Watch: Financial Inclusion not Exclusion: Managing De-Risking
Financial inclusion has emerged as a critical development challenge. Fintech innovation and successes from emerging countries and the private sector show tangible progress toward Universal Financial Access 2020. But de-risking, where global financial institutions are restricting relationships with remittance companies and certain local banks because of perceived anti-money laundering risks, is undermining these efforts.
Powerful panel weighs progress on financial inclusion
Government leaders and advocates came together during the Annual Meetings to discuss a major development goal – ensuring everyone has access to affordable financial services such as a bank or mobile money account. (WBG Voices Blog)
More on Financial Inclusion and De-risking:
Achieving Financial Universal Access 2020
An estimated 2 billion adults globally don't use formal financial services. Extending access to finance to them is the first building block to build a better life.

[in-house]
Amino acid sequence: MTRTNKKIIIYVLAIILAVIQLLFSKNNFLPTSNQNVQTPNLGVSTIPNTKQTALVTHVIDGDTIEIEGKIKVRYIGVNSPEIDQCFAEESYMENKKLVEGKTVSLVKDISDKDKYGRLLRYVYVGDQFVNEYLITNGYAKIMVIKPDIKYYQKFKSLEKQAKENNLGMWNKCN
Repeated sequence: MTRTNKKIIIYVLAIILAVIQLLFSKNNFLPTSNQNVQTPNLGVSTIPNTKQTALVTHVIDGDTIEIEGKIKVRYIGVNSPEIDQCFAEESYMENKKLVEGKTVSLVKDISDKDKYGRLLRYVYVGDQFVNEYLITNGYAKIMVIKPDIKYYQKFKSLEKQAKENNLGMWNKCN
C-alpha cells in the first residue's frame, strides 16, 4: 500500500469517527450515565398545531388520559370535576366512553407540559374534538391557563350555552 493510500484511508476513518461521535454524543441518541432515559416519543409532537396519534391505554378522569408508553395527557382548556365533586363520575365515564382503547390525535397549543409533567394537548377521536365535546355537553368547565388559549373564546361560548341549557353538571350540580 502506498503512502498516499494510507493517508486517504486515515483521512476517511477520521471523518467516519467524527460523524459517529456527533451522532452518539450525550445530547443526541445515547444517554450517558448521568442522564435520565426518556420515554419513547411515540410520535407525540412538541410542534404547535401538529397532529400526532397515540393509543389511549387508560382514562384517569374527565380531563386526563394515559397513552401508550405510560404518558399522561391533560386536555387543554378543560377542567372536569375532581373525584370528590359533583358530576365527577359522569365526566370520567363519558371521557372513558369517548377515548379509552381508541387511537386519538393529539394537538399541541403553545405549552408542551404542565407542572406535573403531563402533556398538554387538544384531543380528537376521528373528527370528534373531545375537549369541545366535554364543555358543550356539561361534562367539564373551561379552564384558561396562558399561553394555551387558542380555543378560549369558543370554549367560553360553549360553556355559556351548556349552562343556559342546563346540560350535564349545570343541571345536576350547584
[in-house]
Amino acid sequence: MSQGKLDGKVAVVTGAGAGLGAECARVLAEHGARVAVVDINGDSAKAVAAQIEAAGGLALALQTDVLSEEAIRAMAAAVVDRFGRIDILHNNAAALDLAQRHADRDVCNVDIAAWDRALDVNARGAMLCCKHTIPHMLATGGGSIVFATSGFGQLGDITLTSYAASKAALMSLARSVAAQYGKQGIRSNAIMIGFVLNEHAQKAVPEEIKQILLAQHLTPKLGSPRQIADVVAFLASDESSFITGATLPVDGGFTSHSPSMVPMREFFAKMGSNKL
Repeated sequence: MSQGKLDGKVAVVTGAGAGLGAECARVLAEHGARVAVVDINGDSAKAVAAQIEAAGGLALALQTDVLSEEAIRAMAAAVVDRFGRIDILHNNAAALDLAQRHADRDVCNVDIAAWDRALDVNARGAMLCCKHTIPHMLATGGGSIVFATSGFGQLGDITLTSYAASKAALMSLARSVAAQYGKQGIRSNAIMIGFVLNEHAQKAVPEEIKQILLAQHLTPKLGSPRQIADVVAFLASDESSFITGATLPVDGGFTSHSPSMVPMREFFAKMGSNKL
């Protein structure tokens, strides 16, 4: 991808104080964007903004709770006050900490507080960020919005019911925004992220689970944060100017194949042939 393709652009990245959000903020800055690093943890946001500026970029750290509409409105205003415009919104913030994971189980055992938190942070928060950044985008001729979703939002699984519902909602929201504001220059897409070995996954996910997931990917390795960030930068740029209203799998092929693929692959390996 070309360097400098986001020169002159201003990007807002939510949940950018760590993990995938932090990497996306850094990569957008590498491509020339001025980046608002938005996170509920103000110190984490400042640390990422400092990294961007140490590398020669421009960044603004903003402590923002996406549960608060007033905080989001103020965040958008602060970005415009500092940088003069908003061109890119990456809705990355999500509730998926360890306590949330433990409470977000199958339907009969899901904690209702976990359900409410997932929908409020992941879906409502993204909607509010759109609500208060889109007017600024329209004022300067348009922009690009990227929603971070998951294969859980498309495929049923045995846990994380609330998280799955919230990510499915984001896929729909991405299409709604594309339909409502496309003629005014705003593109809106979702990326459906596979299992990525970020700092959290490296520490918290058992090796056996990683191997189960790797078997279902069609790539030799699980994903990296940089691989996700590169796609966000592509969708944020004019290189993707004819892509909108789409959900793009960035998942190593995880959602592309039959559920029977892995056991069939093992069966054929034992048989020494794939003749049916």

National Strategies for Financial Inclusion
More than 50 countries have made headline financial inclusion commitments as of the end of 2014. Many of them are developing National Financial Inclusion Strategies (NFIS) to ensure that resources and actions are put in place to achieve those commitments.
De-risking in the Financial Sector
De-risking practices by global financial institutions threaten to cut off access to the global financial system for remittance companies and local banks in certain regions, putting them at risk of losing access to the global financial system.
World Bank Group Surveys Probe “De-Risking” Practices
At the request of the G20 and the Financial Stability Board (FSB), and with the support of the Committee on Payments and Market Infrastructures (CPMI), the World Bank Group has led fact-finding work on de-risking – the phenomenon of financial institutions terminating or restricting business relationships with clients or categories of clients to avoid, rather than manage, risk.